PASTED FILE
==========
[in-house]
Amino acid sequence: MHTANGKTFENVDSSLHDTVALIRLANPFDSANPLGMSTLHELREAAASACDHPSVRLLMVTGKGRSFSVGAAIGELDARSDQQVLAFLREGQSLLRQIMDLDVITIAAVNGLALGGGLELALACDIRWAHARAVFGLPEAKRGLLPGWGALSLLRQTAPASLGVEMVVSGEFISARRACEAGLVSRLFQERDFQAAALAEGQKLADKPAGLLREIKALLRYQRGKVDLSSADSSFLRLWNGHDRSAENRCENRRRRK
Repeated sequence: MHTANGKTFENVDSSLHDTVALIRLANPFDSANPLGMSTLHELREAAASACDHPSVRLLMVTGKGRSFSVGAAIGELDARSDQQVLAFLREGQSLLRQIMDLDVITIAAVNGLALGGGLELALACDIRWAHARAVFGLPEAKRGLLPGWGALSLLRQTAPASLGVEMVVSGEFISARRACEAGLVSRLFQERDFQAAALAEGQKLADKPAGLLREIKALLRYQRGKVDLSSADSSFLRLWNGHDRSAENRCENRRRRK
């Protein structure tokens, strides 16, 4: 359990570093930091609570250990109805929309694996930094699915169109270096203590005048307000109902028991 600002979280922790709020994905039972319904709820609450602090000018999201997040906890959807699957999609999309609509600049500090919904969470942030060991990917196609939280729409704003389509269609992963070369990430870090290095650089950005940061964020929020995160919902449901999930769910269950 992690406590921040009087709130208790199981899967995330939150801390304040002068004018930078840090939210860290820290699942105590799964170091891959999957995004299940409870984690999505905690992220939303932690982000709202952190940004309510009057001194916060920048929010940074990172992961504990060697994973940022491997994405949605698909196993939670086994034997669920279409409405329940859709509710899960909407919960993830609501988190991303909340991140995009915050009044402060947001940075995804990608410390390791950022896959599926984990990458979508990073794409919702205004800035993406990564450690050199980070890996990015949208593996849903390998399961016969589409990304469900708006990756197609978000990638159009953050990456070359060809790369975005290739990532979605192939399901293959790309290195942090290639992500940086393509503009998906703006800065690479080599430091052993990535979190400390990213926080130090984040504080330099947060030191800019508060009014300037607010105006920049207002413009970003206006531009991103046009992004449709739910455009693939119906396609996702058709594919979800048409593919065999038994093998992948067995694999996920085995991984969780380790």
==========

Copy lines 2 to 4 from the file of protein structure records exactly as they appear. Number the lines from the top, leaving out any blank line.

Amino acid sequence: MHTANGKTFENVDSSLHDTVALIRLANPFDSANPLGMSTLHELREAAASACDHPSVRLLMVTGKGRSFSVGAAIGELDARSDQQVLAFLREGQSLLRQIMDLDVITIAAVNGLALGGGLELALACDIRWAHARAVFGLPEAKRGLLPGWGALSLLRQTAPASLGVEMVVSGEFISARRACEAGLVSRLFQERDFQAAALAEGQKLADKPAGLLREIKALLRYQRGKVDLSSADSSFLRLWNGHDRSAENRCENRRRRK
Repeated sequence: MHTANGKTFENVDSSLHDTVALIRLANPFDSANPLGMSTLHELREAAASACDHPSVRLLMVTGKGRSFSVGAAIGELDARSDQQVLAFLREGQSLLRQIMDLDVITIAAVNGLALGGGLELALACDIRWAHARAVFGLPEAKRGLLPGWGALSLLRQTAPASLGVEMVVSGEFISARRACEAGLVSRLFQERDFQAAALAEGQKLADKPAGLLREIKALLRYQRGKVDLSSADSSFLRLWNGHDRSAENRCENRRRRK
């Protein structure tokens, strides 16, 4: 359990570093930091609570250990109805929309694996930094699915169109270096203590005048307000109902028991 600002979280922790709020994905039972319904709820609450602090000018999201997040906890959807699957999609999309609509600049500090919904969470942030060991990917196609939280729409704003389509269609992963070369990430870090290095650089950005940061964020929020995160919902449901999930769910269950 992690406590921040009087709130208790199981899967995330939150801390304040002068004018930078840090939210860290820290699942105590799964170091891959999957995004299940409870984690999505905690992220939303932690982000709202952190940004309510009057001194916060920048929010940074990172992961504990060697994973940022491997994405949605698909196993939670086994034997669920279409409405329940859709509710899960909407919960993830609501988190991303909340991140995009915050009044402060947001940075995804990608410390390791950022896959599926984990990458979508990073794409919702205004800035993406990564450690050199980070890996990015949208593996849903390998399961016969589409990304469900708006990756197609978000990638159009953050990456070359060809790369975005290739990532979605192939399901293959790309290195942090290639992500940086393509503009998906703006800065690479080599430091052993990535979190400390990213926080130090984040504080330099947060030191800019508060009014300037607010105006920049207002413009970003206006531009991103046009992004449709739910455009693939119906396609996702058709594919979800048409593919065999038994093998992948067995694999996920085995991984969780380790």